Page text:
Male
71.0 ± 0 (1–1)6.3 ± 0.5 (6–7)38.6 ± 0.2 (38.4–38.8)38.2 ± 0.2 (38.1–38.3)
81.5 ± 0.6 (1–2)6.0 ± 0 (6–6)38.6 ± 0.2 (38.3–38.8)38.1 ± 8.0 (36.9–38.7)
91.0 ± 0 (1–1)5.5 ± 0.6 (5–6)38.9 ± 0.2 (38.6–39.2)38.3 ± 0.6 (37.5–38.6)
Female
710.0 ± 1.8 (8–12)18.5 ± 1.3 (17–20)38.7 ± 0.3 (38.5–39.1)37.7 ± 0.2 (37.5–37.9)
89.3 ± 3.9 (6–15)17.5 ± 3.1 (15–22)38.5 ± 0.3 (38.2–38.8)37.7 ± 0.7 (36.7–38.4)
99.3 ± 1.0 (8–10)17.8 ± 1.0 (17–19)38.8 ± 0.3 (38.4–39)38.0 ± 0.4 (37.4–38.3)

Durations of surgery and anesthesia were significantly (P < 0.001) longer, and postoperative rectal temperatures were significantly (P = 0.02) lower in females, compared with respective values in males, but differences among the groups with respect to these values were not significant.

To convert to degrees Fahrenheit, multiply the value by 9/5 and add 32.

Serum anti-FPV antibody titers—Feline panleukopenia antibody titers were not significantly (all P > 0.6) different among treatment groups at 8, 9, 11, 14, or 17 weeks (Table 3). Thirty-one of 32 (97%) kittens had maternally derived antibodies against FPV at the time of the first vaccination at 8 weeks of age. Only 1 kitten was seronegative. After vaccination at 8, 11, and 14 weeks of age, only 22 (69%) kittens had adequate antibody titers against FPV at 17 weeks of age (Table 4). Adequate titers developed in 21 of 31 (68%) kittens with maternally derived FPV antibodies at the time of the first vaccination and in the kitten that was seronegative at the time of the first vaccination.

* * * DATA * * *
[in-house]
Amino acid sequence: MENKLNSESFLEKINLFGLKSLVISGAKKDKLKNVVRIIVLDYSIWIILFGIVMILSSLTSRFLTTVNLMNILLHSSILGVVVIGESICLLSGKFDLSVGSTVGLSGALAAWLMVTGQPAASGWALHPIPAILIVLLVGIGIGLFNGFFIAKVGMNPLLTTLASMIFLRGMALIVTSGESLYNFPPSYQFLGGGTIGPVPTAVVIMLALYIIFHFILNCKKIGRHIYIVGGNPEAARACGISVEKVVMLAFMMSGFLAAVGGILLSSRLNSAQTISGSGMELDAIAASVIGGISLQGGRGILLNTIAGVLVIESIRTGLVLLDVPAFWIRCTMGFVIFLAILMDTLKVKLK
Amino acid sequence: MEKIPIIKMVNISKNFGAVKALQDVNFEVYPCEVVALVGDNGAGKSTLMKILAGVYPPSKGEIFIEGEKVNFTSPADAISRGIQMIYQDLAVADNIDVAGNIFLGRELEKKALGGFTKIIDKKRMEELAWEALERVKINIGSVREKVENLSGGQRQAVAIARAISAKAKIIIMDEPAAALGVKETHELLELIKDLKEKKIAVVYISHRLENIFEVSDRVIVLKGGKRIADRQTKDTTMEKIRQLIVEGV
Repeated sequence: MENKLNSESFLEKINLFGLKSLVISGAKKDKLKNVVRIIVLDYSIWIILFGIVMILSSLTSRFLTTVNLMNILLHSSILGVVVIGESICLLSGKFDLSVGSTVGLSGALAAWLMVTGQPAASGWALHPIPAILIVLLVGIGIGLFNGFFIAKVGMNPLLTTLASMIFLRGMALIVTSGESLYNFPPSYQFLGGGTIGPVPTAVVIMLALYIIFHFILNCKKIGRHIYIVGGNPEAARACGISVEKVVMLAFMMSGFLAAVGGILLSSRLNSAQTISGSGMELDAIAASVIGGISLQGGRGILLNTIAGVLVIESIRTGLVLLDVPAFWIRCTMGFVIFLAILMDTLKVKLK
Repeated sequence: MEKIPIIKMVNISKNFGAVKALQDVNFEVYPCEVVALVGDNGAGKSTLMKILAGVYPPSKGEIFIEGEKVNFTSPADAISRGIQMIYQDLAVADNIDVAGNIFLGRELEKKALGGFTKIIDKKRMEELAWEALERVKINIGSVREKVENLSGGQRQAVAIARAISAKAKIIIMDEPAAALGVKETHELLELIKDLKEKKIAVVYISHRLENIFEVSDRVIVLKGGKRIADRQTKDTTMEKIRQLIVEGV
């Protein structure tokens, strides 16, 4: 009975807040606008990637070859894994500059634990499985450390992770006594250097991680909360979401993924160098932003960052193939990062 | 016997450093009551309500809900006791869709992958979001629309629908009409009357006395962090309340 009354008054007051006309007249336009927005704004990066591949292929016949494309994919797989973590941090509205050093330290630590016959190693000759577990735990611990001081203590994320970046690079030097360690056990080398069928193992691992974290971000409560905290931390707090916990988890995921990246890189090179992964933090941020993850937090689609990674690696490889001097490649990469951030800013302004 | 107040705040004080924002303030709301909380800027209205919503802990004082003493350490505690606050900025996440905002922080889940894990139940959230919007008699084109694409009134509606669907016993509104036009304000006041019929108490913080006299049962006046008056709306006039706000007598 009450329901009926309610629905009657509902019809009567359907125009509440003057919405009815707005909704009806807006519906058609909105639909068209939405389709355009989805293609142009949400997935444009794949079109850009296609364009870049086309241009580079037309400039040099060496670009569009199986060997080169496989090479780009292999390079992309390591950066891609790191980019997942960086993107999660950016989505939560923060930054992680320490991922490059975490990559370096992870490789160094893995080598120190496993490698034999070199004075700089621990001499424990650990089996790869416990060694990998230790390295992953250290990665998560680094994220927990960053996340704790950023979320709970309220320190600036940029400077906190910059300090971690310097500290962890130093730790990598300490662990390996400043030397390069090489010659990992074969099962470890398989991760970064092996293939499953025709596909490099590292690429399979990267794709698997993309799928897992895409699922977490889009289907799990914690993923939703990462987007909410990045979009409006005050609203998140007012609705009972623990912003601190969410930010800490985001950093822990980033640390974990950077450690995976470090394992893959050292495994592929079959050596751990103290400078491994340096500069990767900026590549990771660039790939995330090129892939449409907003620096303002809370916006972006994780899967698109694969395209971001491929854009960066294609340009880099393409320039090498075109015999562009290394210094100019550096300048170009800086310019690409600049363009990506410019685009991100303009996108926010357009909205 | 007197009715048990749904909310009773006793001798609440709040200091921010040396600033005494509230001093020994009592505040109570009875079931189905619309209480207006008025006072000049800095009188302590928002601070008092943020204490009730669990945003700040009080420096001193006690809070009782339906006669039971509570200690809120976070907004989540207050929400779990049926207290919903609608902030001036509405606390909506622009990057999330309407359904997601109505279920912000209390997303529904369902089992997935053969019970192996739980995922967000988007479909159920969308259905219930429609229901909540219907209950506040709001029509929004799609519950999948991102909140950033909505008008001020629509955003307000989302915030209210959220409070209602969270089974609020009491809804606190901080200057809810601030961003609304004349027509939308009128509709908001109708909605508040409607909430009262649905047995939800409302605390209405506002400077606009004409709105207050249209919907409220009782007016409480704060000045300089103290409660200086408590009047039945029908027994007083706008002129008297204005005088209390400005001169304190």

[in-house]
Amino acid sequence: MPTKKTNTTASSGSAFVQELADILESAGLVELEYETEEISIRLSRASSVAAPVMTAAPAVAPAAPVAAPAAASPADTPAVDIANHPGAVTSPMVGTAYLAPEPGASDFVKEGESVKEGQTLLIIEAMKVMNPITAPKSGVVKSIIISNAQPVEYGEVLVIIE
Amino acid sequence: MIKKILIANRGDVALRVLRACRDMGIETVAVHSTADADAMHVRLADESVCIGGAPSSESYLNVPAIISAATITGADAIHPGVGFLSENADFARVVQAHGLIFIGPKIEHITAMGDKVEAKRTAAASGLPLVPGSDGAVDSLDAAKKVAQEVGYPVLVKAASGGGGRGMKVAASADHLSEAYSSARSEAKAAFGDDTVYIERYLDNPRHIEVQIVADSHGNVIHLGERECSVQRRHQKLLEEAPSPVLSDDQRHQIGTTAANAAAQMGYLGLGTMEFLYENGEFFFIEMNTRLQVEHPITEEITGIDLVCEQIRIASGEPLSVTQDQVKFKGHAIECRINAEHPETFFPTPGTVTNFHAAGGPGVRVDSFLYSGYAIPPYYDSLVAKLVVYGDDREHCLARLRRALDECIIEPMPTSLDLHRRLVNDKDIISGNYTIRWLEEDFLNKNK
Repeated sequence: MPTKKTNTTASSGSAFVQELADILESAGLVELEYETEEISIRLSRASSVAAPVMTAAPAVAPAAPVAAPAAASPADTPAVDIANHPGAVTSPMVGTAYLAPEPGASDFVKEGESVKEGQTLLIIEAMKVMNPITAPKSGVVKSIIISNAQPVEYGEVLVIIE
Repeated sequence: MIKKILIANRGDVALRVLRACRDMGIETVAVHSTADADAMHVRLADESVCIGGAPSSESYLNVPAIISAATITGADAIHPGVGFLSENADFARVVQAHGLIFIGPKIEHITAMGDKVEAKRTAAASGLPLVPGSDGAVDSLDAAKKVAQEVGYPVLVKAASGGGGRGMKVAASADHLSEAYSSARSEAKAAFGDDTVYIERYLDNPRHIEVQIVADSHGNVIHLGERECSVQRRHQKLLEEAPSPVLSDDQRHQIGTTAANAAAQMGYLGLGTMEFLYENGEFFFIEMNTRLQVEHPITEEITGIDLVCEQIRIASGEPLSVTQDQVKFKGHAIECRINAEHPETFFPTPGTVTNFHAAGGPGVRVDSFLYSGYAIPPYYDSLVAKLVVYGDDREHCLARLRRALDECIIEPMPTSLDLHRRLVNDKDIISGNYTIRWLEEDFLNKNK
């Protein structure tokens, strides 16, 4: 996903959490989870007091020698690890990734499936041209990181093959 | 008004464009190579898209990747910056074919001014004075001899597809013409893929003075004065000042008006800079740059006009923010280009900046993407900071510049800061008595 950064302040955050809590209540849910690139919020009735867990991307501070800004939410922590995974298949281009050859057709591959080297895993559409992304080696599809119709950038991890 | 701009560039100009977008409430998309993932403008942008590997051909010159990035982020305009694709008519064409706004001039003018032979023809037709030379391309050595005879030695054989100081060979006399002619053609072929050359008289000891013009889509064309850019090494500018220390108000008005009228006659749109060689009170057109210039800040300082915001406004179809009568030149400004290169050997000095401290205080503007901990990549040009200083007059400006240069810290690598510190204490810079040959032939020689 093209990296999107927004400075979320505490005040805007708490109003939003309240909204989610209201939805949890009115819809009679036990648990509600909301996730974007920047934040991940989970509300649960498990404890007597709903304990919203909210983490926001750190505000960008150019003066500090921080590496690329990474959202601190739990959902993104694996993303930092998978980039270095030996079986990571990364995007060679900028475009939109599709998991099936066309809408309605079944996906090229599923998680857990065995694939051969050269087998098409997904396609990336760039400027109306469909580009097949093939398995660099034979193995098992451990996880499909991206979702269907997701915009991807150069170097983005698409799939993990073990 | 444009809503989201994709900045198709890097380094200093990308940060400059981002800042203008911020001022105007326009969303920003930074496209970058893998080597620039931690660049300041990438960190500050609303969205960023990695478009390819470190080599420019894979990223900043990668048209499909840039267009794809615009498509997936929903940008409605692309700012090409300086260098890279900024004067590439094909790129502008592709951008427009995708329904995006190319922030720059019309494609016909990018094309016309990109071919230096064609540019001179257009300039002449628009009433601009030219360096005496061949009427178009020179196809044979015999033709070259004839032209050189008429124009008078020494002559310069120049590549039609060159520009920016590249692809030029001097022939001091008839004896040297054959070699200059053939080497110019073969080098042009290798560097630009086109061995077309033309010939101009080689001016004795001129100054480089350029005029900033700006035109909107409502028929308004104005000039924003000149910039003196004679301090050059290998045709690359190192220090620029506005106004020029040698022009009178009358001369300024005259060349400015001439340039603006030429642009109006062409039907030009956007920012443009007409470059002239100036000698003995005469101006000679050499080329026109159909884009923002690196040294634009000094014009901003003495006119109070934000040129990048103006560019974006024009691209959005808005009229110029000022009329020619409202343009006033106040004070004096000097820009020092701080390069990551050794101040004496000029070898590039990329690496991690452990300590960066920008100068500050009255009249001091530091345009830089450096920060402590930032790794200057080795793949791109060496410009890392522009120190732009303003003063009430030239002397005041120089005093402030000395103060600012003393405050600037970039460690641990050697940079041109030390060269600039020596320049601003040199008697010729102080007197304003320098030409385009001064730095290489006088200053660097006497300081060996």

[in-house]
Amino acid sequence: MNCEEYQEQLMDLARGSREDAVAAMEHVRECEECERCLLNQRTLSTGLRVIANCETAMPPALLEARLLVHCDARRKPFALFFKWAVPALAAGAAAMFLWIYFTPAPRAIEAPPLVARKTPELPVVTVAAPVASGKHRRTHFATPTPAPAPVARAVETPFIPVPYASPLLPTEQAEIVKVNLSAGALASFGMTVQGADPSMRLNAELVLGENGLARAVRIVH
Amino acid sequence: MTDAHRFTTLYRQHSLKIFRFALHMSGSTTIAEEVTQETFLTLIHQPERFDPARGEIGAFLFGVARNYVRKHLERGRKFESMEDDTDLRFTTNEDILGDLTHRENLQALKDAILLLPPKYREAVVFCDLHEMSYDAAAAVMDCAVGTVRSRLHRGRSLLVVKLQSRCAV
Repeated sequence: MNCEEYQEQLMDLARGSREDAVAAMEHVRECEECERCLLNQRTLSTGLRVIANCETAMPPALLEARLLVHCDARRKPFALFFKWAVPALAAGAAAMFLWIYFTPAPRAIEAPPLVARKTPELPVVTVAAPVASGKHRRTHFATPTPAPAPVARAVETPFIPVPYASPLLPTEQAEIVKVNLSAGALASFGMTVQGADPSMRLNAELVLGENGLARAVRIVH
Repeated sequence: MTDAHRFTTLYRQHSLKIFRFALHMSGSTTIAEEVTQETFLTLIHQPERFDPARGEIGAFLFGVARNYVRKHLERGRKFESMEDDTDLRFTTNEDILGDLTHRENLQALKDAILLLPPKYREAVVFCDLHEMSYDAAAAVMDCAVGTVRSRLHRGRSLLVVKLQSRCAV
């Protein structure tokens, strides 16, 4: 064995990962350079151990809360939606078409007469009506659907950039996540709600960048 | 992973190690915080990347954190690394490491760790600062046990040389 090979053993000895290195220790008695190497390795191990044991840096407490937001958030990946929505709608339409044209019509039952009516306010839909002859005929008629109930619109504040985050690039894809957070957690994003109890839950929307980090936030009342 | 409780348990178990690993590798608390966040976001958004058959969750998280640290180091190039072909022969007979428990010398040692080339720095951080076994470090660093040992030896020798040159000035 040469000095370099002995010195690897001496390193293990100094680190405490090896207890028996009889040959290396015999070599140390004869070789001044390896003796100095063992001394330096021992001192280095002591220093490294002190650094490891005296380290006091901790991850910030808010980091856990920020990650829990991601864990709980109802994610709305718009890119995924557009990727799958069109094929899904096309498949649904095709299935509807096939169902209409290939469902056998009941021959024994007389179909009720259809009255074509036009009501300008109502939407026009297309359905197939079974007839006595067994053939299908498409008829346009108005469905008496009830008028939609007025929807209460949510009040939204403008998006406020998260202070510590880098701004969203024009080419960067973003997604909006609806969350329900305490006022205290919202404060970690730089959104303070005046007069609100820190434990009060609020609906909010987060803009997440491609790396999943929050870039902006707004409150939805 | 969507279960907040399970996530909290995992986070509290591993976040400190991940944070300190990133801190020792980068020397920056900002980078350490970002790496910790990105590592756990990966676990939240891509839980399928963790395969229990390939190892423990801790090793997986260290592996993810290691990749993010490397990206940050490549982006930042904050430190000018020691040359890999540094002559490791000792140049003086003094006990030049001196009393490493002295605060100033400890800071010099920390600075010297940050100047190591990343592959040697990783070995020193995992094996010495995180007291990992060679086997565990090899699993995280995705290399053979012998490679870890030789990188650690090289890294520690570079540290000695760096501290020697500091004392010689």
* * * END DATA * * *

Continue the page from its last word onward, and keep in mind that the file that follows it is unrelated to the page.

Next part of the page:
Table 3—

Mean ± SD (range) serum antibody titers against FPV, FCV, FHV, and RV in specific-pathogen-free kittens that were neutered at 7, 8, or 9 weeks of age and in unneutered kittens (n = 8 kittens/group).

Age at neutering (wk), by vaccineAge at determination of serum antiviral antibody titer (wk)
89111417
FPV
764 ± 48 (10–160)41 ± 26 (1–80)345 ± 895 (20–2,560)215 ± 443 (0–1,280)368 ± 567 (0–1,280)
868 ± 44 (20–160)43 ± 25 (20–80)110 ± 216 (0–640)45 ± 49 (0–160)305 ± 450 (0–1,280)
949 ± 28 (10–80)31 ± 22 (10–80)108 ± 216 (0–640)419 ± 892 (0–2,560)65 ± 64 (0–160)
No surgery60 ± 51 (0–160)39 ± 29 (0–80)51 ± 26 (10–80)436 ± 560 (10–1,280)208 ± 215 (0–640)
FCV
73 ± 5 (0–12)27 ± 21 (4–64)141 ± 121 (8–384)466 ± 342 (128–1,024)640 ± 368 (128–1,024)
811 ± 15 (0–48)33 ± 28 (6–96)146 ± 156 (32–512)1,184 ± 2,021 (192–6,144)924 ± 1,313 (96–4,096)
93 ± 5 (0–12)23 ± 13 (12–48)212 ± 122 (64–384)560 ± 479 (128–1,024)632 ± 599 (192–2,048)
No surgery4 ± 5 (0–16)32 ± 22 (8–64)126 ± 161 (12–512)336 ± 244 (32–768)448 ± 382 (64–1,024)
FHV
711 ± 16 (0–48)7 ± 8 (0–24)6 ± 7 (0–24)7 ± 6 (0–16)11 ± 5 (4–16)
812 ± 9 (0–24)8 ± 6 (0–16)5 ± 5 (0–16)4 ± 3 (0–8)12 ± 10 (0–32)
96 ± 9 (0–24)3 ± 6 (0–16)3 ± 3 (0–6)3 ± 3 (0–8)8 ± 6 (0–16)
No surgery5 ± 4 (0–12)5 ± 5 (0–12)2 ± 3 (0–8)5 ± 3 (0–8)20 ± 19 (4–48)
RV
7NDNDND0.1 ± 0.1 (0–0.2)46.3 ± 38.3 (0–85.9)